Ge Minqiang and Liu Caikui, two other Rio executives, also admitted receiving bribes on the first day of the three-day trial.
The bribery charge could draw jail terms of up to 20 years, according to Zhang Peihong, a lawyer for one of the accused Chinese nationals, Wang Yong.
Hu, the former head of Rio Tinto’s iron ore operations in China, and his colleagues were arrested on suspicion of illegally obtaining commercial secrets and bribery at the height of fraught negotiations over 2009 iron ore prices.
It is understood Chinese steel mills paid the bribes to the Rio employees in order to win favourable iron ore deals.
The revelations are embarrassing for Rio Tinto and will add an element of wariness to already contentious iron ore negotiations with China.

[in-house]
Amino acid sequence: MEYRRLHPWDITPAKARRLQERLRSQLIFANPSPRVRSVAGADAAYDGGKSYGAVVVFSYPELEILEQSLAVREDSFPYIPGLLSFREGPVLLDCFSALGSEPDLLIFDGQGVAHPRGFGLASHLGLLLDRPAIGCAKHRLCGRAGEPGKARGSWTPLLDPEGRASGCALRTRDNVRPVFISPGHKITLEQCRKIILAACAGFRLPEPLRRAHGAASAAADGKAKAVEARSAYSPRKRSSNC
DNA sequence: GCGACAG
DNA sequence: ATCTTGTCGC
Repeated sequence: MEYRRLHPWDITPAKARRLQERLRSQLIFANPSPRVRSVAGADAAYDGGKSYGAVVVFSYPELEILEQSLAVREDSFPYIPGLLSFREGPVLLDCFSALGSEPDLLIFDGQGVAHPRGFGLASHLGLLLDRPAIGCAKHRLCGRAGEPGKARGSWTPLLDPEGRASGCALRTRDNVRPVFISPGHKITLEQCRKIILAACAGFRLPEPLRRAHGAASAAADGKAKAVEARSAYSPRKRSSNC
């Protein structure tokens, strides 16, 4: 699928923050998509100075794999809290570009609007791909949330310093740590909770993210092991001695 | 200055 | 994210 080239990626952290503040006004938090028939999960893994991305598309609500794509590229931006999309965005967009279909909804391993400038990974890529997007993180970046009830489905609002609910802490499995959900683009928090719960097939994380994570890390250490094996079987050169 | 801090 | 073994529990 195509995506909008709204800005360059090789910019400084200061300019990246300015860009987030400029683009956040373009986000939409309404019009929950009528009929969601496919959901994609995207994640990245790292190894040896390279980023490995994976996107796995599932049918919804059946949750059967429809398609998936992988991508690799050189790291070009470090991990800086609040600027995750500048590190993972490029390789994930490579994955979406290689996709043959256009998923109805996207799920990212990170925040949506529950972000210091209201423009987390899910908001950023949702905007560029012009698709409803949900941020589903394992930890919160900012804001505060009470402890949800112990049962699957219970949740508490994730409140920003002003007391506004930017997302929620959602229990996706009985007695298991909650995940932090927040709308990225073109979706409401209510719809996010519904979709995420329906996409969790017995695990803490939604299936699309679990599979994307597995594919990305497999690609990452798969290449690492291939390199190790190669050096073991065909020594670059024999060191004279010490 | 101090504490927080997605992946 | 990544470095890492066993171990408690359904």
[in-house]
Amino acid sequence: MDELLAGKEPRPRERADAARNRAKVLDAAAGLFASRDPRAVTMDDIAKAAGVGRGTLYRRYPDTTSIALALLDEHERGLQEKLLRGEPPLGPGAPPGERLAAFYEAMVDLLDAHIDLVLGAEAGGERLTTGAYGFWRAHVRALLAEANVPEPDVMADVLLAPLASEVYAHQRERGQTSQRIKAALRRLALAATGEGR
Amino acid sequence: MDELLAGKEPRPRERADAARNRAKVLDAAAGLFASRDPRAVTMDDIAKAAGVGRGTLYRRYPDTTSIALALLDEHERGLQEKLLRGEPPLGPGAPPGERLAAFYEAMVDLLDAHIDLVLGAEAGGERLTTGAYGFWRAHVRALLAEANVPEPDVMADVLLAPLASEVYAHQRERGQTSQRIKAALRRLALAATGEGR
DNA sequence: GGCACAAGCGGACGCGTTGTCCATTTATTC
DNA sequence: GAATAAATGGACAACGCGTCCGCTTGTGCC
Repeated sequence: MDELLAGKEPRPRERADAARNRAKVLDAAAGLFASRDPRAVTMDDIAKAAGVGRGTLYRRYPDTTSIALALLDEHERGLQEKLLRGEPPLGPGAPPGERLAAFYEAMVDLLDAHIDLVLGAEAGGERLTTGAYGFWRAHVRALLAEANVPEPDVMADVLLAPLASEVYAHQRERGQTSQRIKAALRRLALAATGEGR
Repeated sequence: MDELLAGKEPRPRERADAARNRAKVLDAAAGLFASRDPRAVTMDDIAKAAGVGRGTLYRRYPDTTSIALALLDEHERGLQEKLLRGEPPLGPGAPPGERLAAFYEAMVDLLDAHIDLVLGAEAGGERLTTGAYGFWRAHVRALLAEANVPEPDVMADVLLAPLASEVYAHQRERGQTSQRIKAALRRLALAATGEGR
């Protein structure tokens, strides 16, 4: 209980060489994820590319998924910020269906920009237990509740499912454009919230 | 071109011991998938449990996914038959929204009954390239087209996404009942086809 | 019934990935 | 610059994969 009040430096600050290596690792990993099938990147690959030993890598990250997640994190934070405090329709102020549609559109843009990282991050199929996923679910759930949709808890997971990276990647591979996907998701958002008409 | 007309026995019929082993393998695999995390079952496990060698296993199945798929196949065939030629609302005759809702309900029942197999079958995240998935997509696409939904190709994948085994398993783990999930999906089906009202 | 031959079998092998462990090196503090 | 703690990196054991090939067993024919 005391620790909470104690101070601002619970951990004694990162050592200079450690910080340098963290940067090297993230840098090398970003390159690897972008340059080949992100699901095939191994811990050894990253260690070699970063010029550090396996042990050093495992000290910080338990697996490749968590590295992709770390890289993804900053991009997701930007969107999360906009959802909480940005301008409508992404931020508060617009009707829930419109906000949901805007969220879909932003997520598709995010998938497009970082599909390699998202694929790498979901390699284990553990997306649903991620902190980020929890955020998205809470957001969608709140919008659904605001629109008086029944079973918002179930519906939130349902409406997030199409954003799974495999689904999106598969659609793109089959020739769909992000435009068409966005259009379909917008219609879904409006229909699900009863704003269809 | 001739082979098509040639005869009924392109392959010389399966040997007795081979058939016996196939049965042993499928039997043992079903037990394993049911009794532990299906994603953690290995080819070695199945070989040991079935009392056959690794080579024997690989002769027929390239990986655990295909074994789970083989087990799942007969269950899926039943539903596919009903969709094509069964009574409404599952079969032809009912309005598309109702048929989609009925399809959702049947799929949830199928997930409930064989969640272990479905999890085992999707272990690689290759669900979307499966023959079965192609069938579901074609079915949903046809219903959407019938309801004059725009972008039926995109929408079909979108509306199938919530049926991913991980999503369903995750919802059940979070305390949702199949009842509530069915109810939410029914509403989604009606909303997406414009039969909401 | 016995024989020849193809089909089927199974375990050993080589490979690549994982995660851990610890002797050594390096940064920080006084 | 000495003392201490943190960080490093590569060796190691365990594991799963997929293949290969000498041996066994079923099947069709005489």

Last year China’s crude steel output accounted for almost half the world’s total. Steel output and iron ore imports both soared to record highs in 2009.
The four men will have a chance to defend themselves today against charges that the bribes were illicit.
Their lawyers pointed out that admitting to accepting bribes did not necessarily mean that the defendants would plead guilty to charges.
The trial is a chance for China to reassure foreign investors that it is a safe place to invest and that its courts are transparent.